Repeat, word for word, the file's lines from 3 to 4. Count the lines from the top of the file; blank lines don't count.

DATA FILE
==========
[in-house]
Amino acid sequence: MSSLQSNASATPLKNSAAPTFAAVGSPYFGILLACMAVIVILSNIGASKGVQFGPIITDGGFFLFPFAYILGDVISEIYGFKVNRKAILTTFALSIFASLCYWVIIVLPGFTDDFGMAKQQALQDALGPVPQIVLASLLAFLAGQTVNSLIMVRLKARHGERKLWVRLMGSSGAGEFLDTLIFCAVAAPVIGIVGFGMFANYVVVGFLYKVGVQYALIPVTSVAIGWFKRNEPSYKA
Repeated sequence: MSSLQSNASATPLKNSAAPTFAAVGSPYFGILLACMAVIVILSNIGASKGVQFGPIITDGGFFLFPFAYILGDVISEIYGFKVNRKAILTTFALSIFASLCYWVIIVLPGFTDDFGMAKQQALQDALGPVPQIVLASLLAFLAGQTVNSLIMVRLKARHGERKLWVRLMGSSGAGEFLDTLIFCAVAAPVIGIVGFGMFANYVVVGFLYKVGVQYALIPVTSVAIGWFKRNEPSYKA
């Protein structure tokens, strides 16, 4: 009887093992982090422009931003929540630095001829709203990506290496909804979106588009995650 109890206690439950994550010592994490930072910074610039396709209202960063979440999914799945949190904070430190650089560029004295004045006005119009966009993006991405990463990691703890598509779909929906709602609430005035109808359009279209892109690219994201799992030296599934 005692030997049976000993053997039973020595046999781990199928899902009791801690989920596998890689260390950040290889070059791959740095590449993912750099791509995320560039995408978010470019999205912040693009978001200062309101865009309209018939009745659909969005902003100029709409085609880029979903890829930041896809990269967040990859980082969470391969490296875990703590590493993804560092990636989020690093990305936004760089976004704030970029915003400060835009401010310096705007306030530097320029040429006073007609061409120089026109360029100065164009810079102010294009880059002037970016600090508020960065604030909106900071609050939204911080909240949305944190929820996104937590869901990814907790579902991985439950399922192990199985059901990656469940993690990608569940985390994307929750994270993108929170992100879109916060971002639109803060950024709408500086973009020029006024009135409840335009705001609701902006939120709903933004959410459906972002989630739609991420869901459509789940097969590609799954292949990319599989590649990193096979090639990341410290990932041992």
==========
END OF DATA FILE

Repeated sequence: MSSLQSNASATPLKNSAAPTFAAVGSPYFGILLACMAVIVILSNIGASKGVQFGPIITDGGFFLFPFAYILGDVISEIYGFKVNRKAILTTFALSIFASLCYWVIIVLPGFTDDFGMAKQQALQDALGPVPQIVLASLLAFLAGQTVNSLIMVRLKARHGERKLWVRLMGSSGAGEFLDTLIFCAVAAPVIGIVGFGMFANYVVVGFLYKVGVQYALIPVTSVAIGWFKRNEPSYKA
């Protein structure tokens, strides 16, 4: 009887093992982090422009931003929540630095001829709203990506290496909804979106588009995650 109890206690439950994550010592994490930072910074610039396709209202960063979440999914799945949190904070430190650089560029004295004045006005119009966009993006991405990463990691703890598509779909929906709602609430005035109808359009279209892109690219994201799992030296599934 005692030997049976000993053997039973020595046999781990199928899902009791801690989920596998890689260390950040290889070059791959740095590449993912750099791509995320560039995408978010470019999205912040693009978001200062309101865009309209018939009745659909969005902003100029709409085609880029979903890829930041896809990269967040990859980082969470391969490296875990703590590493993804560092990636989020690093990305936004760089976004704030970029915003400060835009401010310096705007306030530097320029040429006073007609061409120089026109360029100065164009810079102010294009880059002037970016600090508020960065604030909106900071609050939204911080909240949305944190929820996104937590869901990814907790579902991985439950399922192990199985059901990656469940993690990608569940985390994307929750994270993108929170992100879109916060971002639109803060950024709408500086973009020029006024009135409840335009705001609701902006939120709903933004959410459906972002989630739609991420869901459509789940097969590609799954292949990319599989590649990193096979090639990341410290990932041992």